Its relationship to primary tracheobronchial amyloidosis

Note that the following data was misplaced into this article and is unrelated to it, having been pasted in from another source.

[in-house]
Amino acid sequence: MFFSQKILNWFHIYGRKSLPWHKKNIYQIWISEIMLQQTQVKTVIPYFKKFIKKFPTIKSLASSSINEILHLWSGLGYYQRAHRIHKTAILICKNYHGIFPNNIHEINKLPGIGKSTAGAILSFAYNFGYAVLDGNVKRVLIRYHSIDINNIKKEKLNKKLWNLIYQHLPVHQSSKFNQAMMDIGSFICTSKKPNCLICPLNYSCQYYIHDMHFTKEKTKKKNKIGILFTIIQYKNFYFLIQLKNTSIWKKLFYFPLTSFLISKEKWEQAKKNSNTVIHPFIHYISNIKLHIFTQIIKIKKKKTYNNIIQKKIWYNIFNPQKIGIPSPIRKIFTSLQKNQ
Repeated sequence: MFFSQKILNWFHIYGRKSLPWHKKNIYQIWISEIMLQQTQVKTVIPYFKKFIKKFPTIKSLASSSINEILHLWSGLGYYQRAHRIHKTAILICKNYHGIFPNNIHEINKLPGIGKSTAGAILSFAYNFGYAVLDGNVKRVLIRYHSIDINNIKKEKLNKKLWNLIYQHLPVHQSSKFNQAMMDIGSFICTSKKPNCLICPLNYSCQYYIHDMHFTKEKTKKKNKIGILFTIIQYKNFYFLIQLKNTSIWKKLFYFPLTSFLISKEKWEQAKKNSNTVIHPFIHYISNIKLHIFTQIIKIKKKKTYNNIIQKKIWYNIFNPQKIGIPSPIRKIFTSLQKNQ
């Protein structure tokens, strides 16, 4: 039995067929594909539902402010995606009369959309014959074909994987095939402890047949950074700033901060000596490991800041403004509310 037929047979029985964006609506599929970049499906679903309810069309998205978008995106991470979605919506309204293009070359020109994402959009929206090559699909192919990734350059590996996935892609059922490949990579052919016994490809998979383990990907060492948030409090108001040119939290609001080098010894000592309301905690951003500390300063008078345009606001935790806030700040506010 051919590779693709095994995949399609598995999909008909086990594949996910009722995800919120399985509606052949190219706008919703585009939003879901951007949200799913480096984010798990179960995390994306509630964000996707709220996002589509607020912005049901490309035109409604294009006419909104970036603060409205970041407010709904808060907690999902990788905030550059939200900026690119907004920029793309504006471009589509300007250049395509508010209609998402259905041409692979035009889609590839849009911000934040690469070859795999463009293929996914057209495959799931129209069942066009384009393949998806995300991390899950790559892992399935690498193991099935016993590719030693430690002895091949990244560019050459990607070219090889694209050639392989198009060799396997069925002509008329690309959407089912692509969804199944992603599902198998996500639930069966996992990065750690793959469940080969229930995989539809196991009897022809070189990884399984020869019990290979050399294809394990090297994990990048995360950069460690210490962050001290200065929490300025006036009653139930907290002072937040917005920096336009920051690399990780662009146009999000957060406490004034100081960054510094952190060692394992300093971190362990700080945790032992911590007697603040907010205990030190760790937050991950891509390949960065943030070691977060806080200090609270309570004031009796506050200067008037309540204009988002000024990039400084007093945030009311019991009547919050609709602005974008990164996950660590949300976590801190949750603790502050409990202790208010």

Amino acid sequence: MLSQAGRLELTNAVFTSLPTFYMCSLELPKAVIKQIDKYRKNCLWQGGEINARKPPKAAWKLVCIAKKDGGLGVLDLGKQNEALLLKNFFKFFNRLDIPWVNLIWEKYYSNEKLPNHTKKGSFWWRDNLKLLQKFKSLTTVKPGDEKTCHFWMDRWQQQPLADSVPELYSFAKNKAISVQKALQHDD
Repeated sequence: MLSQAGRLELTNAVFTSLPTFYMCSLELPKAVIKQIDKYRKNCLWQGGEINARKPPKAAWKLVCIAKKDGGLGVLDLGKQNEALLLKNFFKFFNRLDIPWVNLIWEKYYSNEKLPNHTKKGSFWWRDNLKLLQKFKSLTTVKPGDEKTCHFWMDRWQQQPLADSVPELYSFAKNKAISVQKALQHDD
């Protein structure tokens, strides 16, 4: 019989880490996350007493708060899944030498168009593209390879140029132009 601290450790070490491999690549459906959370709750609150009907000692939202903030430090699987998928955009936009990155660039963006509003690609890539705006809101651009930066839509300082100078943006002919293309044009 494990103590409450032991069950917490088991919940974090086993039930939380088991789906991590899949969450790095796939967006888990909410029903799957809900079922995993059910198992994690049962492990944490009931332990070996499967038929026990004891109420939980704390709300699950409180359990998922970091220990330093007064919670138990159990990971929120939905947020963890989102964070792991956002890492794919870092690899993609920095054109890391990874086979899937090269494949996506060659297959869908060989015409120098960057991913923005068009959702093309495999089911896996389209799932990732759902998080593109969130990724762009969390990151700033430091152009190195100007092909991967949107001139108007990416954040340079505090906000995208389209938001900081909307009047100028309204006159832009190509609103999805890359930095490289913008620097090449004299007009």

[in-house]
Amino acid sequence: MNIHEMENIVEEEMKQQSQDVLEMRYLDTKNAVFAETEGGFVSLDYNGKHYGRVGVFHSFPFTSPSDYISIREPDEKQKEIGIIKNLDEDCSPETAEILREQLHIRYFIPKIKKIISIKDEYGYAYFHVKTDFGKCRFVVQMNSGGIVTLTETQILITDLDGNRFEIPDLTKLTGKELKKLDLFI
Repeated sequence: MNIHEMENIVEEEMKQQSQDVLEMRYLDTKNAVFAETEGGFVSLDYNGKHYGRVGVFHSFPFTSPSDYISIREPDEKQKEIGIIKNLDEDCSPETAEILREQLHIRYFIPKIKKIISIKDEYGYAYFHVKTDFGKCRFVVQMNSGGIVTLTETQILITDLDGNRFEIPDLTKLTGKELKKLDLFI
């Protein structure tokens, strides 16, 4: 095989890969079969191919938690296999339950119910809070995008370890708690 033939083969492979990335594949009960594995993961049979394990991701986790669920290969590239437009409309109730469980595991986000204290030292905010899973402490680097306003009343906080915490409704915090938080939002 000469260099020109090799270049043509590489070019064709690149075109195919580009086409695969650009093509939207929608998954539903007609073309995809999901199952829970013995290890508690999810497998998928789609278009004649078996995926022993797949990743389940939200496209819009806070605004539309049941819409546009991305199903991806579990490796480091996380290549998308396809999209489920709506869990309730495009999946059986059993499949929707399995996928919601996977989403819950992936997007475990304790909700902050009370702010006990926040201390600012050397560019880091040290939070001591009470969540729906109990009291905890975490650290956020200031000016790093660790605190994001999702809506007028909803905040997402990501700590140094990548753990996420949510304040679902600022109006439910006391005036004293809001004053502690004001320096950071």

An uncommon case of tracheobronchopathia osteoplastica in a 52-year-old woman is reported, the fifth example of this condition to be published in the British literature. The bronchoscopic feature of bony hardness of the bronchial wall was initially suggestive of bronchial neoplasm. The histological feature of bony deposits (containing marrow showing active haemopoiesis) in the submucosa of the lower trachea and major bronchi was superimposed on a background of primary localized amyloid infiltration, and yet the bronchoscopic findings and the naked-eye morbid anatomical appearance suggested tracheobronchopathia osteoplastica. A study of the reported cases of tracheobronchopathia osteoplastica on the one hand, and of primary localized tracheobronchial amyloidosis on the other, reveals considerable similarity and overlap between the two conditions. It is postulated that some, if not all, cases of tracheobronchopathia osteoplastica are merely the advanced ossified stage of primary localized amyloidosis of the lower respiratory tract.
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